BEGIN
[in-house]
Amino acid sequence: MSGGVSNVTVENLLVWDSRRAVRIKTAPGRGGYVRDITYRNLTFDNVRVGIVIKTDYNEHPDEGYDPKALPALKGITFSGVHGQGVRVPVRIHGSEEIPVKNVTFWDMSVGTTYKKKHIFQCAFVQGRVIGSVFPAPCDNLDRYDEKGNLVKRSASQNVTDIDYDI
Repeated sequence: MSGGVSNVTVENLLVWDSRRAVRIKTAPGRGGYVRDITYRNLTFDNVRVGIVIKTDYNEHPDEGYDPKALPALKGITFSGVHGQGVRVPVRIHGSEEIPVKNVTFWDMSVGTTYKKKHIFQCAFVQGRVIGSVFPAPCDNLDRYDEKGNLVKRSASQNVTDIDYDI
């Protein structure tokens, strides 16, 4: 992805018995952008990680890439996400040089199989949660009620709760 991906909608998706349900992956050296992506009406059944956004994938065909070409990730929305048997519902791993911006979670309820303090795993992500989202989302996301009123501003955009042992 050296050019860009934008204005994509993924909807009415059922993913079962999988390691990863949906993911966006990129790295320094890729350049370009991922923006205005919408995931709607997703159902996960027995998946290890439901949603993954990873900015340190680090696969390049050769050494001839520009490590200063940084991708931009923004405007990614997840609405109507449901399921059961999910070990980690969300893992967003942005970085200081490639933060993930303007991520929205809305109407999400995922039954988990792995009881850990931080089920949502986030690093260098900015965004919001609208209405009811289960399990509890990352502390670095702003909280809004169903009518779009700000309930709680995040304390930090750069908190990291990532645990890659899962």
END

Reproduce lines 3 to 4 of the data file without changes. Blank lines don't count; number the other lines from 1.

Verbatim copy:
Repeated sequence: MSGGVSNVTVENLLVWDSRRAVRIKTAPGRGGYVRDITYRNLTFDNVRVGIVIKTDYNEHPDEGYDPKALPALKGITFSGVHGQGVRVPVRIHGSEEIPVKNVTFWDMSVGTTYKKKHIFQCAFVQGRVIGSVFPAPCDNLDRYDEKGNLVKRSASQNVTDIDYDI
């Protein structure tokens, strides 16, 4: 992805018995952008990680890439996400040089199989949660009620709760 991906909608998706349900992956050296992506009406059944956004994938065909070409990730929305048997519902791993911006979670309820303090795993992500989202989302996301009123501003955009042992 050296050019860009934008204005994509993924909807009415059922993913079962999988390691990863949906993911966006990129790295320094890729350049370009991922923006205005919408995931709607997703159902996960027995998946290890439901949603993954990873900015340190680090696969390049050769050494001839520009490590200063940084991708931009923004405007990614997840609405109507449901399921059961999910070990980690969300893992967003942005970085200081490639933060993930303007991520929205809305109407999400995922039954988990792995009881850990931080089920949502986030690093260098900015965004919001609208209405009811289960399990509890990352502390670095702003909280809004169903009518779009700000309930709680995040304390930090750069908190990291990532645990890659899962």